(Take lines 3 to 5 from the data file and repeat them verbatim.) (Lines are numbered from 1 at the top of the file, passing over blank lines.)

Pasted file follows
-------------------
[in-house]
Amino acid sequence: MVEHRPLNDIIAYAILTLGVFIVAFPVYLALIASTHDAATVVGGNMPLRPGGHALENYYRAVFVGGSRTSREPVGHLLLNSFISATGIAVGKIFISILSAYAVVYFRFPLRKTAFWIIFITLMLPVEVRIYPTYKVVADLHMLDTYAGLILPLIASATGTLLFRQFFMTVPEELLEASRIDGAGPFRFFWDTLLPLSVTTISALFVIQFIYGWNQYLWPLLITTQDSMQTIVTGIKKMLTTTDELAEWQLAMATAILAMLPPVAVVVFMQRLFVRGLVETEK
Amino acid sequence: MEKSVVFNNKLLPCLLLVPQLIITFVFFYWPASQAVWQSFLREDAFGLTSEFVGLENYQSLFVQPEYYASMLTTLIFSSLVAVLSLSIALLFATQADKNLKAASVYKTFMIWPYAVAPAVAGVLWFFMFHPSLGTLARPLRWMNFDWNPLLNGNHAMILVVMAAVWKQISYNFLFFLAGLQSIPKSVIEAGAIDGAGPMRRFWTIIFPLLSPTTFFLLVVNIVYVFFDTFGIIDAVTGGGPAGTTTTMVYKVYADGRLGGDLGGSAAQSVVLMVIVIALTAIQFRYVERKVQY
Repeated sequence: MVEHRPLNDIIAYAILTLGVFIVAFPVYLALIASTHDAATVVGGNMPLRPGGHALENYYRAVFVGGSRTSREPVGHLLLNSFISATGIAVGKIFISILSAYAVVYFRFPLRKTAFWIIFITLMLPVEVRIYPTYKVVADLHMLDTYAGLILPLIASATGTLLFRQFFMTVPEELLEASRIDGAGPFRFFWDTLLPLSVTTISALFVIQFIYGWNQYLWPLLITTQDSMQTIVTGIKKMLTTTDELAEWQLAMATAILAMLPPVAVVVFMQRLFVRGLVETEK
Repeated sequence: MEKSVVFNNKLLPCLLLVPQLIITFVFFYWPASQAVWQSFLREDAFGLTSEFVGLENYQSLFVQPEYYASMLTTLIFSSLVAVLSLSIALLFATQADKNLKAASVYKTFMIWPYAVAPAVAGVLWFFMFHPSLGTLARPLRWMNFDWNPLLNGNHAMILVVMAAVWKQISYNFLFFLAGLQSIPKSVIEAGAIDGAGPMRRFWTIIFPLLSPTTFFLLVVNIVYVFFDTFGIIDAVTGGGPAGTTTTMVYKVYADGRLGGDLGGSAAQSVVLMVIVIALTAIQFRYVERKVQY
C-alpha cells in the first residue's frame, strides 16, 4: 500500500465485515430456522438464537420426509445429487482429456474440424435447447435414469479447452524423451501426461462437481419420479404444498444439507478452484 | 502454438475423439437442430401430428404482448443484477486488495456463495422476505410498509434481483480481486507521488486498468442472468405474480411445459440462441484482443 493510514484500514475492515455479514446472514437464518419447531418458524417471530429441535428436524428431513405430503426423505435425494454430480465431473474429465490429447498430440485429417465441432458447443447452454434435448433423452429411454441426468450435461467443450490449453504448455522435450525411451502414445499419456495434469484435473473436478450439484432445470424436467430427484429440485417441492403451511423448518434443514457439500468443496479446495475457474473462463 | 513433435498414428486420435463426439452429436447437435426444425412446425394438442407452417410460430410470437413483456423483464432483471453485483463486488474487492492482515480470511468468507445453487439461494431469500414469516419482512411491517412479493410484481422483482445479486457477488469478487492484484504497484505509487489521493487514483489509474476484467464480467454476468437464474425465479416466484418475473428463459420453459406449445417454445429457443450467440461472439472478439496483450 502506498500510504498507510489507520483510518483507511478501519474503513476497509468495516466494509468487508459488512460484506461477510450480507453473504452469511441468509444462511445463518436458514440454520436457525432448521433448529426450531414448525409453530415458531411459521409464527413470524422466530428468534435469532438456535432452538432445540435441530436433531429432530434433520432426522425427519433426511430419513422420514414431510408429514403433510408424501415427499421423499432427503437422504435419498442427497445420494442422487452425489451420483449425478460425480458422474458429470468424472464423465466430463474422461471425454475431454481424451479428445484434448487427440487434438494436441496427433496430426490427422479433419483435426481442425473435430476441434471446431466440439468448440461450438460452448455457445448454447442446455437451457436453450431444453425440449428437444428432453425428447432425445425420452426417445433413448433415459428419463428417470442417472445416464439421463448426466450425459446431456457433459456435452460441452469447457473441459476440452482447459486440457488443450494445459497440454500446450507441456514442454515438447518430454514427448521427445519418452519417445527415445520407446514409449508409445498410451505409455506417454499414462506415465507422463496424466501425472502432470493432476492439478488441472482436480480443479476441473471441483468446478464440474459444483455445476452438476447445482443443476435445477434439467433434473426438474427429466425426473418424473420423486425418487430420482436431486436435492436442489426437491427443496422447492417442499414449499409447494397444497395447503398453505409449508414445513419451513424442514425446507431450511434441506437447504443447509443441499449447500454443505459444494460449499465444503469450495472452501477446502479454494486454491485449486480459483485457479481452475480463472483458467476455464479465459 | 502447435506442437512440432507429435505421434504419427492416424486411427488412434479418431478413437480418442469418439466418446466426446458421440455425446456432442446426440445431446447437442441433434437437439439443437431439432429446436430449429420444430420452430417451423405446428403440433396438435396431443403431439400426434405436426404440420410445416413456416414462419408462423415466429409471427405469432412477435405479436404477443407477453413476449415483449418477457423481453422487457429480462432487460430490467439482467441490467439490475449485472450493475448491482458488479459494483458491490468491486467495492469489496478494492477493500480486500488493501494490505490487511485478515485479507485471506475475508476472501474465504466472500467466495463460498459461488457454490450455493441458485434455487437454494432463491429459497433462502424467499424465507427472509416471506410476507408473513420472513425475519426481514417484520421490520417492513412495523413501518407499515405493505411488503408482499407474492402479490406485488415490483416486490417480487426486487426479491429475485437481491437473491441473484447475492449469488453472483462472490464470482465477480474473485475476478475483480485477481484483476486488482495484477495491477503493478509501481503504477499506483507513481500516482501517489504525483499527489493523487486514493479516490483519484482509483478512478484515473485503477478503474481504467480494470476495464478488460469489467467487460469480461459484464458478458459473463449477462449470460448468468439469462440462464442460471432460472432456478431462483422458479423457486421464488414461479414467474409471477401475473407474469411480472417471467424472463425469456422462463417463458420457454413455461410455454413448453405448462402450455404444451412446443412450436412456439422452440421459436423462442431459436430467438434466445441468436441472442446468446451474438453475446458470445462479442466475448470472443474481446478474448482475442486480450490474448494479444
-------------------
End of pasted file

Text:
Amino acid sequence: MEKSVVFNNKLLPCLLLVPQLIITFVFFYWPASQAVWQSFLREDAFGLTSEFVGLENYQSLFVQPEYYASMLTTLIFSSLVAVLSLSIALLFATQADKNLKAASVYKTFMIWPYAVAPAVAGVLWFFMFHPSLGTLARPLRWMNFDWNPLLNGNHAMILVVMAAVWKQISYNFLFFLAGLQSIPKSVIEAGAIDGAGPMRRFWTIIFPLLSPTTFFLLVVNIVYVFFDTFGIIDAVTGGGPAGTTTTMVYKVYADGRLGGDLGGSAAQSVVLMVIVIALTAIQFRYVERKVQY
Repeated sequence: MVEHRPLNDIIAYAILTLGVFIVAFPVYLALIASTHDAATVVGGNMPLRPGGHALENYYRAVFVGGSRTSREPVGHLLLNSFISATGIAVGKIFISILSAYAVVYFRFPLRKTAFWIIFITLMLPVEVRIYPTYKVVADLHMLDTYAGLILPLIASATGTLLFRQFFMTVPEELLEASRIDGAGPFRFFWDTLLPLSVTTISALFVIQFIYGWNQYLWPLLITTQDSMQTIVTGIKKMLTTTDELAEWQLAMATAILAMLPPVAVVVFMQRLFVRGLVETEK
Repeated sequence: MEKSVVFNNKLLPCLLLVPQLIITFVFFYWPASQAVWQSFLREDAFGLTSEFVGLENYQSLFVQPEYYASMLTTLIFSSLVAVLSLSIALLFATQADKNLKAASVYKTFMIWPYAVAPAVAGVLWFFMFHPSLGTLARPLRWMNFDWNPLLNGNHAMILVVMAAVWKQISYNFLFFLAGLQSIPKSVIEAGAIDGAGPMRRFWTIIFPLLSPTTFFLLVVNIVYVFFDTFGIIDAVTGGGPAGTTTTMVYKVYADGRLGGDLGGSAAQSVVLMVIVIALTAIQFRYVERKVQY